You May Like

    Hope Remains for Rio Olympic Games

    Facing a host of problems, Rio prepares for holding the games but experts say some risks, like Zika, may not be as grave as initially thought

    IS Use of Social Media to Recruit, Radicalize Still a Top Threat to US

    Despite military gains against IS in Iraq and Syria, their internet propaganda still commands an audience; US officials see 'the most complex challenge that the federal government and industry face'

    ‘Time Is Now’ to Save Africa’s Animals From Poachers, Activist Says

    During Zimbabwe visit, African Wildlife Foundation President Kaddu Sebunya says poaching hurts Africa as slave trade once did

    This forum has been closed.
    Comments
         
    There are no comments in this forum. Be first and add one

    Featured Videos

    Your JavaScript is turned off or you have an old version of Adobe's Flash Player. Get the latest Flash player.
    Ivorian Chocolate Makers Promote Locally-made Chocolatei
    X
    July 29, 2016 4:02 PM
    Ivory Coast is the world's top producer of cocoa but hardly any of it is processed into chocolate there. Instead, the cocoa is sent abroad to chocolate makers in Europe and elsewhere. This is a general problem throughout Africa – massive exports of raw materials but few finished goods. As Emilie Iob reports from Abidjan, several Ivorian entrepreneurs are working to change that formula - 100 percent Ivorian chocolate bar at a time.
    Video

    Video Ivorian Chocolate Makers Promote Locally-made Chocolate

    Ivory Coast is the world's top producer of cocoa but hardly any of it is processed into chocolate there. Instead, the cocoa is sent abroad to chocolate makers in Europe and elsewhere. This is a general problem throughout Africa – massive exports of raw materials but few finished goods. As Emilie Iob reports from Abidjan, several Ivorian entrepreneurs are working to change that formula - 100 percent Ivorian chocolate bar at a time.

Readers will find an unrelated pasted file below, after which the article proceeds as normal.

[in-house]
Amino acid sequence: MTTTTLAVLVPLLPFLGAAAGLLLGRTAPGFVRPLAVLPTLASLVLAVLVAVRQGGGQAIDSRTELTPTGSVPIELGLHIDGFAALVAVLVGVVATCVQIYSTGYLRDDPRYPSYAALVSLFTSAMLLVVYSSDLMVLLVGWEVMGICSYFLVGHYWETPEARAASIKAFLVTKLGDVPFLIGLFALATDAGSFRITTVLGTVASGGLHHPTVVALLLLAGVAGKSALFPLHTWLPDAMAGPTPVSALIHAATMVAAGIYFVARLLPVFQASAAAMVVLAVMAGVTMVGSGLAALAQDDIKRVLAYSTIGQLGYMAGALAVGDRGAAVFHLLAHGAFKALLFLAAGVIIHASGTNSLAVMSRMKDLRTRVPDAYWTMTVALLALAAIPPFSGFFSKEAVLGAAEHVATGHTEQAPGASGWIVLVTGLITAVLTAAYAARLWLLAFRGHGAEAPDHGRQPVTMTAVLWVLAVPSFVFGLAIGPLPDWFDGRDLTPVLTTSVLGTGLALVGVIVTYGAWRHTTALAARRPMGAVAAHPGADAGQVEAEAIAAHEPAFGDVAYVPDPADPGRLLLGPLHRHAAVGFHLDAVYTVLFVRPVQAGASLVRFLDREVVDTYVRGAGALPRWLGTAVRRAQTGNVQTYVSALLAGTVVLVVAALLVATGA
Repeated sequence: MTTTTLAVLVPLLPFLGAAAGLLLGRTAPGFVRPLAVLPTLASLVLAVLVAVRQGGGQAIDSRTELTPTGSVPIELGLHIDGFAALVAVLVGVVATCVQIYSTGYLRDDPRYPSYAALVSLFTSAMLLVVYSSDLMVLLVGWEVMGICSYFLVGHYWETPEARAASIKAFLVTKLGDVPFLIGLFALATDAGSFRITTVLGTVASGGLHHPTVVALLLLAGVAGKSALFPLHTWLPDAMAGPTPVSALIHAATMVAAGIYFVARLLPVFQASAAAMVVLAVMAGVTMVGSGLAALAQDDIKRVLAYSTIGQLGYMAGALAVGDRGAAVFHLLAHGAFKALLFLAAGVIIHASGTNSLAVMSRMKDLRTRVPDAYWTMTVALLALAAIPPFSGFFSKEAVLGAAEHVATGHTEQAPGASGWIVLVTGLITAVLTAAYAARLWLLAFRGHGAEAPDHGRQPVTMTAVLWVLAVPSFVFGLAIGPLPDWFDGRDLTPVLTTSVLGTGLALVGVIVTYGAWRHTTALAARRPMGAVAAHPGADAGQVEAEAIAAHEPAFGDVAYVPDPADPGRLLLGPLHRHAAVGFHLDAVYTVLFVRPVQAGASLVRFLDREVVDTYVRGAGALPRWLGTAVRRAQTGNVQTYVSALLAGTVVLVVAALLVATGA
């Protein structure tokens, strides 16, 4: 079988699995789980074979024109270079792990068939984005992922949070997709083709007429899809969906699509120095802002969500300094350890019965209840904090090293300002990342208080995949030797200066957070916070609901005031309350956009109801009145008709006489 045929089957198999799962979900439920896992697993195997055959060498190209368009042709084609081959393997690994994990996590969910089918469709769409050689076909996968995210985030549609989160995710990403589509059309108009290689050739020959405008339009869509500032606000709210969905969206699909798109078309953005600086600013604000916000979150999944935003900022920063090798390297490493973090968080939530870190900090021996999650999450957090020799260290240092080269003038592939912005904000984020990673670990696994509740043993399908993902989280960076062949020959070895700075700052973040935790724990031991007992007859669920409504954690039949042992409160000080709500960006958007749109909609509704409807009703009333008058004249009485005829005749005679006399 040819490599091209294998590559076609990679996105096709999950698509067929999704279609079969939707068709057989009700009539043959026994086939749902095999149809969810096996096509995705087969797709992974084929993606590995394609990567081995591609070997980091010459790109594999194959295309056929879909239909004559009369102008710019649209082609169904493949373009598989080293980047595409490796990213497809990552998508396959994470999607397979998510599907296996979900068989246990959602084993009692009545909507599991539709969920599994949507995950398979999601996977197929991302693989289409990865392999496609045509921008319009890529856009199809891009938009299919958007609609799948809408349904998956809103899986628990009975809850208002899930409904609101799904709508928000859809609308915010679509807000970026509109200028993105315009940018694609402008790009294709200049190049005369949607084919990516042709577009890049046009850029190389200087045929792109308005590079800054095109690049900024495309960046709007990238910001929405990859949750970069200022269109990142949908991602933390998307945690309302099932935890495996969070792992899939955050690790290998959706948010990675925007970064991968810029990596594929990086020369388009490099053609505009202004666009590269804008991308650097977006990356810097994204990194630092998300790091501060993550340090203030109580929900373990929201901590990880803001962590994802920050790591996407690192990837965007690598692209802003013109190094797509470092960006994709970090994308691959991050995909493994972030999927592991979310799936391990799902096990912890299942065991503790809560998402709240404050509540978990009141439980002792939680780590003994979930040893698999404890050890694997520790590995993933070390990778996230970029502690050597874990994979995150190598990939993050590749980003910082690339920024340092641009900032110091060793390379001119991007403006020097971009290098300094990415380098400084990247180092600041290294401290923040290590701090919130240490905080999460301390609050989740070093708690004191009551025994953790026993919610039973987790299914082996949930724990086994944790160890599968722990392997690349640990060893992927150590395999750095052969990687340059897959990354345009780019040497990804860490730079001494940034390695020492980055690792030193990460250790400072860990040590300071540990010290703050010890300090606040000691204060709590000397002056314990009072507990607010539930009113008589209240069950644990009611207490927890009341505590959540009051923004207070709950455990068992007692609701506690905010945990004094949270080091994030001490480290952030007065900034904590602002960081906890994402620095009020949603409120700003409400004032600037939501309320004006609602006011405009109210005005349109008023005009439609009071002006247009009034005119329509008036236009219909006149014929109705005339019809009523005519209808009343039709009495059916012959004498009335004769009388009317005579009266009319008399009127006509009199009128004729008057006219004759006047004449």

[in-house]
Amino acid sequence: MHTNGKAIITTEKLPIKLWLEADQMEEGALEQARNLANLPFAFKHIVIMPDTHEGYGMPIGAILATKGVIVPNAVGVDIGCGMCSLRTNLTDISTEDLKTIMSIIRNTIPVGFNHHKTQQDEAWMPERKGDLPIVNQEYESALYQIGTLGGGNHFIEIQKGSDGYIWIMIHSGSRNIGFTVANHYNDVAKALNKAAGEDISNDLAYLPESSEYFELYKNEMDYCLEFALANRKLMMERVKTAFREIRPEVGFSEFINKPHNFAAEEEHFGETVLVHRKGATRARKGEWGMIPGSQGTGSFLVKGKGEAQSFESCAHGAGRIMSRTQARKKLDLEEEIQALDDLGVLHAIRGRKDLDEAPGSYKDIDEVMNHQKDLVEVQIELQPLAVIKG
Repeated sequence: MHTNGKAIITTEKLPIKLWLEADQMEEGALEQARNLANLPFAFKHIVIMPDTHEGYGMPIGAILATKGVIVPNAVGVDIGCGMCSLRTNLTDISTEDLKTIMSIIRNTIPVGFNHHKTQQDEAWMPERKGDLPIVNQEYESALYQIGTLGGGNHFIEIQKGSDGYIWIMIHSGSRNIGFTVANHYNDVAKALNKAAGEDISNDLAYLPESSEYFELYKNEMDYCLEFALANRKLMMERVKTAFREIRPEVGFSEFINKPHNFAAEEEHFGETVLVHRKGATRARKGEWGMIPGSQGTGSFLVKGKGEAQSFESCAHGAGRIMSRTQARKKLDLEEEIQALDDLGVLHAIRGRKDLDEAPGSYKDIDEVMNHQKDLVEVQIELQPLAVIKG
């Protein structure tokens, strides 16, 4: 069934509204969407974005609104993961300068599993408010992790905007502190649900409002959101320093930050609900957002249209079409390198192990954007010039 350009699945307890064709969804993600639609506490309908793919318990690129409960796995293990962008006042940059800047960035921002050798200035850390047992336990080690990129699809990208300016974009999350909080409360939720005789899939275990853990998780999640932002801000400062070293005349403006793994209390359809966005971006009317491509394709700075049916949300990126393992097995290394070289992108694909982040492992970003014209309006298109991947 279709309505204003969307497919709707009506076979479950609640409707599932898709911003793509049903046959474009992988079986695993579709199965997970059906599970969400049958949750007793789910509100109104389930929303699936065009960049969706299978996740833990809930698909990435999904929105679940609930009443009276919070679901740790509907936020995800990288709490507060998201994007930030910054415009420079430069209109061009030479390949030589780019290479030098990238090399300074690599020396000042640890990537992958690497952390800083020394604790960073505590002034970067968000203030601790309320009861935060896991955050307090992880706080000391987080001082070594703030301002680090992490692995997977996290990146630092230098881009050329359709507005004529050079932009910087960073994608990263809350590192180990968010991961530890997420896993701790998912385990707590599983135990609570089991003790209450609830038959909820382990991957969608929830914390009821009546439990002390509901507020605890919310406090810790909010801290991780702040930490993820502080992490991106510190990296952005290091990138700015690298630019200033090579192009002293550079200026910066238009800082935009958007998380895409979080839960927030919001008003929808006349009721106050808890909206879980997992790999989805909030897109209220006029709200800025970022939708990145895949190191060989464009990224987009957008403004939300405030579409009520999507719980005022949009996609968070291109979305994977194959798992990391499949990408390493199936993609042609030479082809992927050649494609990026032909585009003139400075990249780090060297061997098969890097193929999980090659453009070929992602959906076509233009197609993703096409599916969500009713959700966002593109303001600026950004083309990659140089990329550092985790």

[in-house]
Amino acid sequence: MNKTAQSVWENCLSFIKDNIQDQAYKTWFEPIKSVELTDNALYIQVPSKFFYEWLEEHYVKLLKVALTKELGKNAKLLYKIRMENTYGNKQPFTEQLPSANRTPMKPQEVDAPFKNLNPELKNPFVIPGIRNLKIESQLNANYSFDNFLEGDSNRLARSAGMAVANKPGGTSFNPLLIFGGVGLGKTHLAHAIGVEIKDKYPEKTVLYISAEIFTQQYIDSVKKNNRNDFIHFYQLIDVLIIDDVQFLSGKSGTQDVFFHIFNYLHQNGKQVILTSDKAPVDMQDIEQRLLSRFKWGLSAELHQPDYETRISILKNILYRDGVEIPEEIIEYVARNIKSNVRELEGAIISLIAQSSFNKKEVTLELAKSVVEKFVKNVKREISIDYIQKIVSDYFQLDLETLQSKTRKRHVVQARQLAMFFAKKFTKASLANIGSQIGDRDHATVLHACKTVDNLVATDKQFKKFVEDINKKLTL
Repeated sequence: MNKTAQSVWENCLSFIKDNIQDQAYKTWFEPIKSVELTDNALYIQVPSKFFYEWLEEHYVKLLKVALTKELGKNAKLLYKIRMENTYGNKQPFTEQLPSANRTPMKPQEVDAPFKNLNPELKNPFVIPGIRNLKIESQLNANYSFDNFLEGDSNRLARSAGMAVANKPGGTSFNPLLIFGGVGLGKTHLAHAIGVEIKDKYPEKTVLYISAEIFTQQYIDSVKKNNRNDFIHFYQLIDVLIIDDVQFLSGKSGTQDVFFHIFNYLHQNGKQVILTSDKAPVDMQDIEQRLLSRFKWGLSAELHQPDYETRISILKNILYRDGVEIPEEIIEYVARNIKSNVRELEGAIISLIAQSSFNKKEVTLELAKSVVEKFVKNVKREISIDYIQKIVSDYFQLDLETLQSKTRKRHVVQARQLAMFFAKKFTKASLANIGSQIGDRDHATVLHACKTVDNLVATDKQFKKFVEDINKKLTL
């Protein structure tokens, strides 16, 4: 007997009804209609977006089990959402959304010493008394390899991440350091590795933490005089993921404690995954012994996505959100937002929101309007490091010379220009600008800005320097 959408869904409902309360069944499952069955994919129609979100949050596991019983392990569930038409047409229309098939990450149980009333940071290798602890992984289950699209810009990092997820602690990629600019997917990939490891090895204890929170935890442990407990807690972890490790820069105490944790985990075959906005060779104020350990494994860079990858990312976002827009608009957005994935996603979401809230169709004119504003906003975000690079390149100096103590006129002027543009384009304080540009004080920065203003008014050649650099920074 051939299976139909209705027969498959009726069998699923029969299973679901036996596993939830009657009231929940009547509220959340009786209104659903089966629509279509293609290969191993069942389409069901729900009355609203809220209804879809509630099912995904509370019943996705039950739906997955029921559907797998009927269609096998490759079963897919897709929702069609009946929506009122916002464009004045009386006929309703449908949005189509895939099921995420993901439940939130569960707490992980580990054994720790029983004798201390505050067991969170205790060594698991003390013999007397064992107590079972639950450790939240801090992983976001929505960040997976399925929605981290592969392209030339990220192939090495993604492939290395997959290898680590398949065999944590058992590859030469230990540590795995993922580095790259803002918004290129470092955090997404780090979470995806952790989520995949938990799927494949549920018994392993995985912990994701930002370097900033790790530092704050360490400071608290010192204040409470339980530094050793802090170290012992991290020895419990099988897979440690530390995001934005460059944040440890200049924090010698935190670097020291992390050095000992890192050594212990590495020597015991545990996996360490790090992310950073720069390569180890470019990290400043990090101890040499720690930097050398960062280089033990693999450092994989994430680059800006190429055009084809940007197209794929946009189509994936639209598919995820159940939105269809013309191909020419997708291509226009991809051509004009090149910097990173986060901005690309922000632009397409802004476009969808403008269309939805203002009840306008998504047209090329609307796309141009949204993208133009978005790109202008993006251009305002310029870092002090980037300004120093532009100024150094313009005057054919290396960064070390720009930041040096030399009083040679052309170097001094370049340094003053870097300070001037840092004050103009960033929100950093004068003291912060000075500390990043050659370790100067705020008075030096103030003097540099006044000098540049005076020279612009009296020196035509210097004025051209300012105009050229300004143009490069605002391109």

Video

    Video Tesla Opens Battery-Producing Gigafactory

    Two years after starting to produce electric cars, U.S. car maker Tesla Motors has opened the first part of its huge battery manufacturing plant, which will eventually cover more than a square kilometer. Situated close to Reno, Nevada, the so-called Gigafactory will eventually produce more lithium-ion batteries than were made worldwide in 2013. VOA's George Putic reports.
    Video

    Video Polio-affected Afghan Student Fulfilling Her Dreams in America

    Afghanistan is one of only two countries in the world where children still get infected by polio. The other is Pakistan. Mahbooba Akhtarzada who is from Afghanistan, was disabled by polio, but has managed to overcome the obstacles caused by this crippling disease. VOA's Zheela Nasari caught up with Akhtarzada and brings us this report narrated by Bronwyn Benito.
    Video

    Video Hillary Clinton Promises to Build a 'Better Tomorrow'

    Democratic presidential candidate Hillary Clinton urged voters Thursday not to give in to the politics of fear. She vowed to unite the country and move it forward if elected in November. Clinton formally accepted the Democratic Party's nomination at its national convention in Philadelphia. VOA national correspondent Jim Malone has more.
    Video